g. Aftermath follow-up â€” after an intervention, the Security Council should consult with the Economic and Social Council and related committees for further humanitarian aid to achieve maximum stability. The Security Council may also station peacekeeping forces temporarily until the crisis and social order is at an appropriate level; 6. Decides that all justified forms of diplomacy and sanctions must have proven relatively unsuccessful before military intervention may be considered. Methods of diplomacy and sanction include but is not limited to: a. Temporarily removing diplomatic ties of countries toward the targeted nations, such as embassies; b. Imposing armament embargoes and trade bans; c. Imposing no-fly zones d. Engaging in diplomatic negotiations; e. Economic sanctions f. Removal of funding and economic support 7. Requires that the United Nations Human Rights Council (UNHCR) create a human rights report on the security conflict to advise the Security Council on courses of action specifically within that conflict including but not limited to: a. extent and human rights violations taking place b. possibility of war crimes c. parties who have committed human rights abuse d. suggestions on further steps for the Security Council to take to combat including the possibility of military intervention where: i. the cost versus benefits of a military intervention be carefully analyzed and weighed, e. incorporating intelligence from independent member states, intelligence agencies, third party organizations and other UN organizations 8. Calls upon the Security Council to create a sub-group within the Security Council to investigate and gather intelligence on any security conflict the Security Council will discuss for better understanding and clarity by member states of circumstances within the conflict and will: a. aim to provide member states comprehensive information on the security conflict allowing member states to make informed decisions including but not limited to the: i. key players in the conflict; ii. scale of the conflict; iii. civilian and military casualties; iv. presence and type of arms and weaponry; v. role and effect on surrounding states; vi. situation on refugees; b. gather intelligence from various member states intelligence agencies, UN organizations, experts in the area and independent organizations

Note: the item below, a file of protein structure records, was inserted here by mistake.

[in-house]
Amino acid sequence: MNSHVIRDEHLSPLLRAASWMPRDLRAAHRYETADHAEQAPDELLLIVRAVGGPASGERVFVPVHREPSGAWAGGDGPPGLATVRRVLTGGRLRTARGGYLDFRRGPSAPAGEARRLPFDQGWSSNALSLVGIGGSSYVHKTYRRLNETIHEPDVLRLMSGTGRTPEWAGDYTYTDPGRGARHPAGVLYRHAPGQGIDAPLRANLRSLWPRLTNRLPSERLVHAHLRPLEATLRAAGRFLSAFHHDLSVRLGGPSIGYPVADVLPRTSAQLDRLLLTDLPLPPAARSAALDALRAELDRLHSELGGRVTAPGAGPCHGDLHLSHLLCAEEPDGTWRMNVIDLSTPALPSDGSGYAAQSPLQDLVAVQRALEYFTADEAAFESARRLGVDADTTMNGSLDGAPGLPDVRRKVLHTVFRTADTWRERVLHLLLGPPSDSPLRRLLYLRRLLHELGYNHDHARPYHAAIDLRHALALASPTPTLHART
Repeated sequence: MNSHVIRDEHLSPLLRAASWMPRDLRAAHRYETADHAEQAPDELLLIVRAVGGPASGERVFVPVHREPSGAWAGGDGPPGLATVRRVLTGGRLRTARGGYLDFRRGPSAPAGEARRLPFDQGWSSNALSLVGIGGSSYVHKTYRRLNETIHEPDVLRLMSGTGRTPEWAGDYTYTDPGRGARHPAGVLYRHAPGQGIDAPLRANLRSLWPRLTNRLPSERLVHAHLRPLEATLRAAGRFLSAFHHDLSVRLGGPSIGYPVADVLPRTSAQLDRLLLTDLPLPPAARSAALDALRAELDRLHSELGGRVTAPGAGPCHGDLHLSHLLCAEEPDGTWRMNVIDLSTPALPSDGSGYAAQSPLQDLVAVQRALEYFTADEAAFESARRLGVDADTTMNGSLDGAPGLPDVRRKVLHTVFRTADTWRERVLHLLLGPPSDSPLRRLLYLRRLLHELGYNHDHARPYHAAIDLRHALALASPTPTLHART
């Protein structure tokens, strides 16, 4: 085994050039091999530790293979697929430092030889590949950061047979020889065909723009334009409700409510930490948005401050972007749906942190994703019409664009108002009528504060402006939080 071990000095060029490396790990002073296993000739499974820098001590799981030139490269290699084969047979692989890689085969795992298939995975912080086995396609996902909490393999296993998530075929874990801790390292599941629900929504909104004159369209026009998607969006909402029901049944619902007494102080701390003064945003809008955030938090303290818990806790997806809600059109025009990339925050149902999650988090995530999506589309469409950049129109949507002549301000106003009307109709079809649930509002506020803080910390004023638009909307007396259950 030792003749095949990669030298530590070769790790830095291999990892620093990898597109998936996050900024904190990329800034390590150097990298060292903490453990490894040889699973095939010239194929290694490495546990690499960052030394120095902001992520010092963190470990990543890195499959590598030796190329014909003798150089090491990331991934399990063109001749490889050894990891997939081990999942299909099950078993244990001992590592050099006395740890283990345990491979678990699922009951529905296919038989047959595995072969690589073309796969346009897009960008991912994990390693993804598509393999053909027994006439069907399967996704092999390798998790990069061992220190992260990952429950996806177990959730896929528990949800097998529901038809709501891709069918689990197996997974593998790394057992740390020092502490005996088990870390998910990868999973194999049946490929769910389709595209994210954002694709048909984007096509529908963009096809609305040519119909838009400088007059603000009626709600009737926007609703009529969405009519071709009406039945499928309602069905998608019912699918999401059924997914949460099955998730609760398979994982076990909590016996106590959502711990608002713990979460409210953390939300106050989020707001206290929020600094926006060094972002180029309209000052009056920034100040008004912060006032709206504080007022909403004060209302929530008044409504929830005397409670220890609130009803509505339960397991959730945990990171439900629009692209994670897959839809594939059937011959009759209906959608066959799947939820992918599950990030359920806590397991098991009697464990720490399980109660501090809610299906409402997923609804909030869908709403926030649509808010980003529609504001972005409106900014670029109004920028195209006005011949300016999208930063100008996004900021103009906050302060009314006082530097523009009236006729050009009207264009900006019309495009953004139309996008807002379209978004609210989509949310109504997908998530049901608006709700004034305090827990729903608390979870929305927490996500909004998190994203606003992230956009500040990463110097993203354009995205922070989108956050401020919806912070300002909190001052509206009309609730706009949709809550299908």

c. send intelligence gathering officers to the security conflict if deemed necessary to obtain the most accurate information possible 9. Requests an expansion in the number of peacekeeping forces and station them near potentially dangerous countries in order for an instant, efficient response once a mandate has been issued; 10. Requires all personnel intervening to follow these basic protocols during the period they are within the borders of another state: a. Follow all existing conventions on war, such as the Geneva and Hague conventions; b. Not use force except in defence of the mandate; Protocols include but are not limited to: i. the use of force at the tactical level with the authorization of the mandate; ii. Intervention should always be calibrated in a precise, proportional and appropriate manner, within the principle of the minimum force necessary to achieve the desired effect, while sustaining consent for the operation and its mandate. iii. No intervention shall produce more harm than it was authorized to prevent. 11. Decides that private military aid agreements between nations are exempt from the permission of the Security Council, but shall not consume any of the UN's resources, nor shall the UN bear any responsibility; 12. Calls for monetary, resource and military contribution from various capable countries for this effort, including the United Nations Peacekeeping Force based on the United Nations Classifications System. Such countries should be ready and willing to contribute to all projects aimed to help uphold the mandate; 13. Reiterates that nations which commit deviations or grave breaches of the above clauses or purposes outlined by any other Security Council resolution in force without reasonable excuse will risk facing international action to be discussed and determined in the Security Council; 14. Clarifies that countries involved in the conflict, including countries intervening without the authorization of the Security Council, are parties to the the dispute and hence may be ineligible to vote; 15. Decides to remain actively seized on the matter.